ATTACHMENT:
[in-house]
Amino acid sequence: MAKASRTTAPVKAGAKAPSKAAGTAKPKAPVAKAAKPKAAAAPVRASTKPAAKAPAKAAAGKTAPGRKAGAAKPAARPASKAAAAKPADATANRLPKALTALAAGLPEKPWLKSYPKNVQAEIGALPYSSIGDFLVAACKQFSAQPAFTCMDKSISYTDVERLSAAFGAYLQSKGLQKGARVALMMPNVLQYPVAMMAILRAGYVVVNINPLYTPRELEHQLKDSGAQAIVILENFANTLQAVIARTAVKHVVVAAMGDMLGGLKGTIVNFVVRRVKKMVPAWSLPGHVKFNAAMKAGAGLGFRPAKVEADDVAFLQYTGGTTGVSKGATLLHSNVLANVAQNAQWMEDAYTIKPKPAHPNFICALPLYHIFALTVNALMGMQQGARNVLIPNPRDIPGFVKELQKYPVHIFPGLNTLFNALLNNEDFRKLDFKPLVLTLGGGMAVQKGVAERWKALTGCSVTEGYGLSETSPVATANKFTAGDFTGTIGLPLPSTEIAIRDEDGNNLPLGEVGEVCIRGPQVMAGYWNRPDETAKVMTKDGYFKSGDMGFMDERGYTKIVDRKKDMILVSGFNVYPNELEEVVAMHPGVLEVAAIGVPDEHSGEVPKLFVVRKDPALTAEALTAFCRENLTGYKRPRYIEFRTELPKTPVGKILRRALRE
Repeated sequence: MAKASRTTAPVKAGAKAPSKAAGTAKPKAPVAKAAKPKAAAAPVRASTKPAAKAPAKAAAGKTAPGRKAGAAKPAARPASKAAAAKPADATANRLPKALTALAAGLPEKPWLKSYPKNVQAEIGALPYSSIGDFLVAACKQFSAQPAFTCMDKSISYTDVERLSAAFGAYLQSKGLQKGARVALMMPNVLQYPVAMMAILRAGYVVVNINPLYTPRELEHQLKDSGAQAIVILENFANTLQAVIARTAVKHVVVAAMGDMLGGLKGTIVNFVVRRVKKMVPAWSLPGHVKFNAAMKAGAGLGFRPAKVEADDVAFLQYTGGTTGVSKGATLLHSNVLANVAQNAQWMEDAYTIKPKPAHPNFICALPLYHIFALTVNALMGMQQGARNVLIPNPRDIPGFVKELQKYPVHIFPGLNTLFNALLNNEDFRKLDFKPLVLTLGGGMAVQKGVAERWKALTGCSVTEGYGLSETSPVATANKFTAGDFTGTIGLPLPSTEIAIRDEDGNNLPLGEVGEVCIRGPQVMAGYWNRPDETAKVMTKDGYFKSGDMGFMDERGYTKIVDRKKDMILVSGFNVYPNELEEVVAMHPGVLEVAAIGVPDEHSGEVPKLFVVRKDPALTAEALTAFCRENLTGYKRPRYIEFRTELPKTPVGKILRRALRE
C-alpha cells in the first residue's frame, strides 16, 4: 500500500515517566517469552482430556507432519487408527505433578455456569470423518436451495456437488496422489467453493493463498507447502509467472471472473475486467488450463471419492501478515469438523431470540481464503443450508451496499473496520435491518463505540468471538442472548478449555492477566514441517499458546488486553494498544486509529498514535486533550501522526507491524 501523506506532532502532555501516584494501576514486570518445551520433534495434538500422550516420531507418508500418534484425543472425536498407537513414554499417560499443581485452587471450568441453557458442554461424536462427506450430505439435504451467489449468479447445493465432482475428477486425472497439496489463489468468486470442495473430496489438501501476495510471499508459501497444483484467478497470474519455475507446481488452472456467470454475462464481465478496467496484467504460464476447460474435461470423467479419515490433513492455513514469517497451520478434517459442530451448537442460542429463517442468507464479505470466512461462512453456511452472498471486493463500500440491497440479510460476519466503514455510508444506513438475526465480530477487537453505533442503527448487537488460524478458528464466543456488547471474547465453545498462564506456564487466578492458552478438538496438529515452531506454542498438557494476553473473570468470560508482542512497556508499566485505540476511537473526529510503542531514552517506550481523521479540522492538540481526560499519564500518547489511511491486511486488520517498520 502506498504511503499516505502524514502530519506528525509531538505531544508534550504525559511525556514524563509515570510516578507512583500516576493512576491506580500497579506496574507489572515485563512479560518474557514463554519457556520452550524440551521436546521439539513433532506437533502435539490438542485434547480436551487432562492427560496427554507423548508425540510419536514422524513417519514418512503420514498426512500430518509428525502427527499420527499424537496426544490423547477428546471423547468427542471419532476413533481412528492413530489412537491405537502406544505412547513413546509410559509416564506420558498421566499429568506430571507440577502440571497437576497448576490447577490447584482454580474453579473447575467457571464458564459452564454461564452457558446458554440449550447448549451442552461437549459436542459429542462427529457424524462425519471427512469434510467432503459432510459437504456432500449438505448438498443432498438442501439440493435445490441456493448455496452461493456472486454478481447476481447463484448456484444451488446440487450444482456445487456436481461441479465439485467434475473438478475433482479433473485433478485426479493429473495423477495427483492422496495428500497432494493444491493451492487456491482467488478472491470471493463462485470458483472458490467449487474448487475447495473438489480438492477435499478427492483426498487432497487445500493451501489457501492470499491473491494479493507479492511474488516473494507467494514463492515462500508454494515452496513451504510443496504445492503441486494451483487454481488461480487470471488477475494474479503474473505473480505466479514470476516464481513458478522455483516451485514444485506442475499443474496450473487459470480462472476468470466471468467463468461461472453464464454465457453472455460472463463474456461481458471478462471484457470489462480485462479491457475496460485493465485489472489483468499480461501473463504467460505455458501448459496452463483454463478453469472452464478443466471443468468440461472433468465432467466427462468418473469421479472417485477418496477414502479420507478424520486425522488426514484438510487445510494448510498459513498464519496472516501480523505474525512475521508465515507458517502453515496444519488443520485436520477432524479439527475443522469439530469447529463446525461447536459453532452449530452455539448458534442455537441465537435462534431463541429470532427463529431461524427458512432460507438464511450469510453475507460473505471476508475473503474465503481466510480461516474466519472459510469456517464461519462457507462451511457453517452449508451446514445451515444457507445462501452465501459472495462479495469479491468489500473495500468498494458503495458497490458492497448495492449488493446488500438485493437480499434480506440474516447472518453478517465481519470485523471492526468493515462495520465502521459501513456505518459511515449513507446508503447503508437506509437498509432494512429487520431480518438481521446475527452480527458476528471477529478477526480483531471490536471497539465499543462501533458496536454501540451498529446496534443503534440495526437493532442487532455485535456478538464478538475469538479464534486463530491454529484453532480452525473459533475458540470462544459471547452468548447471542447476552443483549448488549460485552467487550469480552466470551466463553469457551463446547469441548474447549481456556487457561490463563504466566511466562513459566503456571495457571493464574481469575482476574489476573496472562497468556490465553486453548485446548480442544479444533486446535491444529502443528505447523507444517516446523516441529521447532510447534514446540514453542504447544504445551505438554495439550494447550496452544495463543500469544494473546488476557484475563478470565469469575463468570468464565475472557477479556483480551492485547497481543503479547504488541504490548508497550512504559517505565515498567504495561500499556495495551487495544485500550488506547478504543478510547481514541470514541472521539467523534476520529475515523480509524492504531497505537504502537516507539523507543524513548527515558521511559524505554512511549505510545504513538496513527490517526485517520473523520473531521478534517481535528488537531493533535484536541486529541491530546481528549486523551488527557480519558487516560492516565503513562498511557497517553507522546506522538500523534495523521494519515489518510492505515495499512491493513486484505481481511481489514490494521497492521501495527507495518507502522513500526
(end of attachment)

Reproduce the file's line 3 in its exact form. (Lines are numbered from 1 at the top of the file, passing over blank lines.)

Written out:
Repeated sequence: MAKASRTTAPVKAGAKAPSKAAGTAKPKAPVAKAAKPKAAAAPVRASTKPAAKAPAKAAAGKTAPGRKAGAAKPAARPASKAAAAKPADATANRLPKALTALAAGLPEKPWLKSYPKNVQAEIGALPYSSIGDFLVAACKQFSAQPAFTCMDKSISYTDVERLSAAFGAYLQSKGLQKGARVALMMPNVLQYPVAMMAILRAGYVVVNINPLYTPRELEHQLKDSGAQAIVILENFANTLQAVIARTAVKHVVVAAMGDMLGGLKGTIVNFVVRRVKKMVPAWSLPGHVKFNAAMKAGAGLGFRPAKVEADDVAFLQYTGGTTGVSKGATLLHSNVLANVAQNAQWMEDAYTIKPKPAHPNFICALPLYHIFALTVNALMGMQQGARNVLIPNPRDIPGFVKELQKYPVHIFPGLNTLFNALLNNEDFRKLDFKPLVLTLGGGMAVQKGVAERWKALTGCSVTEGYGLSETSPVATANKFTAGDFTGTIGLPLPSTEIAIRDEDGNNLPLGEVGEVCIRGPQVMAGYWNRPDETAKVMTKDGYFKSGDMGFMDERGYTKIVDRKKDMILVSGFNVYPNELEEVVAMHPGVLEVAAIGVPDEHSGEVPKLFVVRKDPALTAEALTAFCRENLTGYKRPRYIEFRTELPKTPVGKILRRALRE